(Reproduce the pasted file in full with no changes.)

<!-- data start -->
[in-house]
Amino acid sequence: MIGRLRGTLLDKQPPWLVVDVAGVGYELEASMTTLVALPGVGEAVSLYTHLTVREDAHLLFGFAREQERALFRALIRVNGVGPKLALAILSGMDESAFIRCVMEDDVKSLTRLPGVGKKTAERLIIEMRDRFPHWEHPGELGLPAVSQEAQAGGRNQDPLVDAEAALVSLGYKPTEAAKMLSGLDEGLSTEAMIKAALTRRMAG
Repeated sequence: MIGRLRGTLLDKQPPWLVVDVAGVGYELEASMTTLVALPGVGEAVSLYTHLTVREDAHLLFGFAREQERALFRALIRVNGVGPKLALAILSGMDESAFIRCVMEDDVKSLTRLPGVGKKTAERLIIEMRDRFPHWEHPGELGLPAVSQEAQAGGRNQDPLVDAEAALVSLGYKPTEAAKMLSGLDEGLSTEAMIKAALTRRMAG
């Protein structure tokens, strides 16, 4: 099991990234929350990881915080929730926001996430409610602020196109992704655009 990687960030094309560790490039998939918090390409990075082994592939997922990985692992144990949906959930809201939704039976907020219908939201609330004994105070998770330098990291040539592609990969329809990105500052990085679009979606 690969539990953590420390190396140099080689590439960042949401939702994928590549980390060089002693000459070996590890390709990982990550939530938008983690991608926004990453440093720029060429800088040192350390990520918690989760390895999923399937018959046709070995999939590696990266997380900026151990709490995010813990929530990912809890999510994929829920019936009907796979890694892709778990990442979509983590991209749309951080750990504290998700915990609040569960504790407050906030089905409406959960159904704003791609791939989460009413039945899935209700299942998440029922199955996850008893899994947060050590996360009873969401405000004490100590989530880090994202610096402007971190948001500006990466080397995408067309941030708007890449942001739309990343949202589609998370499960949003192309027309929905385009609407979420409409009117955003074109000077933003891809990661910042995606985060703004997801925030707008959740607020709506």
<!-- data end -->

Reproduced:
[in-house]
Amino acid sequence: MIGRLRGTLLDKQPPWLVVDVAGVGYELEASMTTLVALPGVGEAVSLYTHLTVREDAHLLFGFAREQERALFRALIRVNGVGPKLALAILSGMDESAFIRCVMEDDVKSLTRLPGVGKKTAERLIIEMRDRFPHWEHPGELGLPAVSQEAQAGGRNQDPLVDAEAALVSLGYKPTEAAKMLSGLDEGLSTEAMIKAALTRRMAG
Repeated sequence: MIGRLRGTLLDKQPPWLVVDVAGVGYELEASMTTLVALPGVGEAVSLYTHLTVREDAHLLFGFAREQERALFRALIRVNGVGPKLALAILSGMDESAFIRCVMEDDVKSLTRLPGVGKKTAERLIIEMRDRFPHWEHPGELGLPAVSQEAQAGGRNQDPLVDAEAALVSLGYKPTEAAKMLSGLDEGLSTEAMIKAALTRRMAG
């Protein structure tokens, strides 16, 4: 099991990234929350990881915080929730926001996430409610602020196109992704655009 990687960030094309560790490039998939918090390409990075082994592939997922990985692992144990949906959930809201939704039976907020219908939201609330004994105070998770330098990291040539592609990969329809990105500052990085679009979606 690969539990953590420390190396140099080689590439960042949401939702994928590549980390060089002693000459070996590890390709990982990550939530938008983690991608926004990453440093720029060429800088040192350390990520918690989760390895999923399937018959046709070995999939590696990266997380900026151990709490995010813990929530990912809890999510994929829920019936009907796979890694892709778990990442979509983590991209749309951080750990504290998700915990609040569960504790407050906030089905409406959960159904704003791609791939989460009413039945899935209700299942998440029922199955996850008893899994947060050590996360009873969401405000004490100590989530880090994202610096402007971190948001500006990466080397995408067309941030708007890449942001739309990343949202589609998370499960949003192309027309929905385009609407979420409409009117955003074109000077933003891809990661910042995606985060703004997801925030707008959740607020709506």